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Source: MIL-OSI Submissions

Source: Auckland Regional Public Health Service 

Auckland Regional Public Health Service (ARPHS) has been notified of a case of measles and is asking people who may have come in contact with that person to watch out for symptoms.
The person attended Clendon Medical Centre on three occasions on the 19th, 20th and 21st of February, and was assessed at Middlemore emergency department on the 21st around 5.00pm.
ARPHS will be contacting all patients who were at the medical centre or Middlemore Hospital who may have been exposed.
Medical Officer of Health Dr Jay Harrower says possible exposure is limited to these two locations at this stage. While the case caught the illness overseas, they were not infectious on the flight into New Zealand and have not been in any other public places.
“We will be contacting people who have been in the proximity of the case, but asking anyone who has been in these two locations on these days to be aware of the symptoms. They should phone their doctor or call Healthline on 0800 611-116 for advice.
“If you feel unwell, please don’t just turn up. It is important to call first, because measles is highly infectious and you could infect others in the waiting room,” Dr Harrower says.
“This case is not linked to the measles cases in Otago and Canterbury this month. Auckland has a large number of travellers and low coverage of measles mumps and rubella vaccination (MMR) in some communities, so it is inevitable we’ll see some measles cases this year.
“There are measles outbreaks all over the world at present. Close to home, an outbreak in the Philippines has a death toll of 70. There are also outbreaks across Europe and North America,” Dr Harrower says.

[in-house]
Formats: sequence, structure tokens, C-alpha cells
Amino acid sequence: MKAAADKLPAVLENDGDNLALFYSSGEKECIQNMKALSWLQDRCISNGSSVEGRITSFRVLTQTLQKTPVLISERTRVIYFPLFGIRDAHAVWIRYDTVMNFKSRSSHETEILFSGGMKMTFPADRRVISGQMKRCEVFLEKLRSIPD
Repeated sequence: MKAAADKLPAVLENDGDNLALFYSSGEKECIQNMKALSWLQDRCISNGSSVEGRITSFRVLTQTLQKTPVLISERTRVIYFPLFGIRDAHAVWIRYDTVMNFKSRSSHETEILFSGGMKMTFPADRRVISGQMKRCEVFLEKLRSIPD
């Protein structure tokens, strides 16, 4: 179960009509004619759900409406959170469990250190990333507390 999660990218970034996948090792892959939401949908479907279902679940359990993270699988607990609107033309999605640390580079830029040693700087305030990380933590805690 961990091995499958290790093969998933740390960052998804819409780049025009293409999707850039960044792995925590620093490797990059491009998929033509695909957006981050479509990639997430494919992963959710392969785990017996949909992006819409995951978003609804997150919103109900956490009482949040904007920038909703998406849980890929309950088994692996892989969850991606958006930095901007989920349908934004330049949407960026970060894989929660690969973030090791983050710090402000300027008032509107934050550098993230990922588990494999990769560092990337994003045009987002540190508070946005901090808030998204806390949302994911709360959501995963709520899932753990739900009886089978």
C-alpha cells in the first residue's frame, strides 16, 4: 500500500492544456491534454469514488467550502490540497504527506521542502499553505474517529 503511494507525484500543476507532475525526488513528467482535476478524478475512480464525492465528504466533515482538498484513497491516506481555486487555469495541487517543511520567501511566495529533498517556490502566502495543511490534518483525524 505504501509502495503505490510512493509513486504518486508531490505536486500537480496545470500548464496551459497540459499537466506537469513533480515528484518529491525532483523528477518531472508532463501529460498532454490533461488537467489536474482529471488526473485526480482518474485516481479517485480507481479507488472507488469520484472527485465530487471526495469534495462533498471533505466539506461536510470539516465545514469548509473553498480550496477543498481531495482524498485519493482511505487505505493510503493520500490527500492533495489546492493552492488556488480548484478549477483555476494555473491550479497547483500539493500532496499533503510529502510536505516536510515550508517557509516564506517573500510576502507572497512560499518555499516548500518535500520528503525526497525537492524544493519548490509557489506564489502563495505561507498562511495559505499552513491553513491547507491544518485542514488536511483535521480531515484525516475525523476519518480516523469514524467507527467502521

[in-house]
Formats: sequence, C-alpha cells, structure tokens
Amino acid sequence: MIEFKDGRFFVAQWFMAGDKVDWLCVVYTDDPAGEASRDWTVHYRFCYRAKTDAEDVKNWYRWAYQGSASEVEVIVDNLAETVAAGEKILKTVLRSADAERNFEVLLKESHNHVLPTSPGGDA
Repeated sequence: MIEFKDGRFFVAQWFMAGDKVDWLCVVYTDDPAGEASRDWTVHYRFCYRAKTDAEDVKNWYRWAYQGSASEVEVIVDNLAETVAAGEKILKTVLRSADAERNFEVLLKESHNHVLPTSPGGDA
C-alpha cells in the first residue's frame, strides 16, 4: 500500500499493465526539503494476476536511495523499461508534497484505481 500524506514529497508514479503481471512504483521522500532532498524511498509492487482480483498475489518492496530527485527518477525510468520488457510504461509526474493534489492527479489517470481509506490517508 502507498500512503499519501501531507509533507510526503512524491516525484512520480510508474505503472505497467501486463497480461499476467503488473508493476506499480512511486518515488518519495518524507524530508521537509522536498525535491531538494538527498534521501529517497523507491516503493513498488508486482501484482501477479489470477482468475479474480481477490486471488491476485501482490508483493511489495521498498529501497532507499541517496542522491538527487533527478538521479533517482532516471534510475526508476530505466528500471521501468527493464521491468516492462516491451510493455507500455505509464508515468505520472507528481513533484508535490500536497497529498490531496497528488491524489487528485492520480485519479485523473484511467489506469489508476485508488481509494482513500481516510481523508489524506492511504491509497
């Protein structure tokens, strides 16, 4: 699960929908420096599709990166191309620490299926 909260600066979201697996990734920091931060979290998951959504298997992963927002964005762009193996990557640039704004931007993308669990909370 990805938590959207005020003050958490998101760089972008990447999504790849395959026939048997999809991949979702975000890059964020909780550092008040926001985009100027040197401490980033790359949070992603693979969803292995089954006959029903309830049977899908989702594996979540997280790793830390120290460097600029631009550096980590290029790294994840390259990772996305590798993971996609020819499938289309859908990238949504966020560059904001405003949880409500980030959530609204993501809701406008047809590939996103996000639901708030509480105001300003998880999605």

The Ministry is advising anyone travelling overseas to be up to date with their MMR vaccinations. In particular, the Ministry recommends that infants aged 6-15 months travelling to countries where there is a current measles outbreak be given MMR vaccine before they travel.
The best way to prevent measles is to be immunised on time, with two free MMR vaccinations for all children at 15 months and four years. Two doses of MMR vaccine is at least 97 percent effective in preventing measles.
“You can be immunised at any time if you have missed your two vaccinations, and it’s particularly important for adolescents, many of whom aren’t fully protected,” he says.
People born after 1969 who have had only one MMR dose are entitled to the second MMR dose free of charge. Practice nurse fees may apply.
“Measles is a serious illness. One in 10 people with measles need hospital treatment and the most serious cases can result in deafness or swelling of the brain.
“Measles is one of the most infectious airborne diseases and a person is contagious before the rash appears. It is very easily transmitted from one person to another, possibly by being in a room where an infected person has been,” Dr Harrower says.
Measles usually begins with a high fever, runny nose, cough and sore red eyes, followed by a rash starting behind the ears and spreading to the body a few days later. One in three people with measles will develop complications, such as ear infections, pneumonia, diarrhoea or rarely inflammation of the brain.
It usually takes 10 to 14 days for someone who has caught measles to start showing symptoms.
Dr Harrower says anyone who develops symptoms should keep away from their workplace and public places such as schools, child care, shopping centres or public transport and seek medical advice.
For more information or advice on measles, please call Healthline on 0800 611 116 or see the Auckland Regional Public Health Service website.

MIL OSI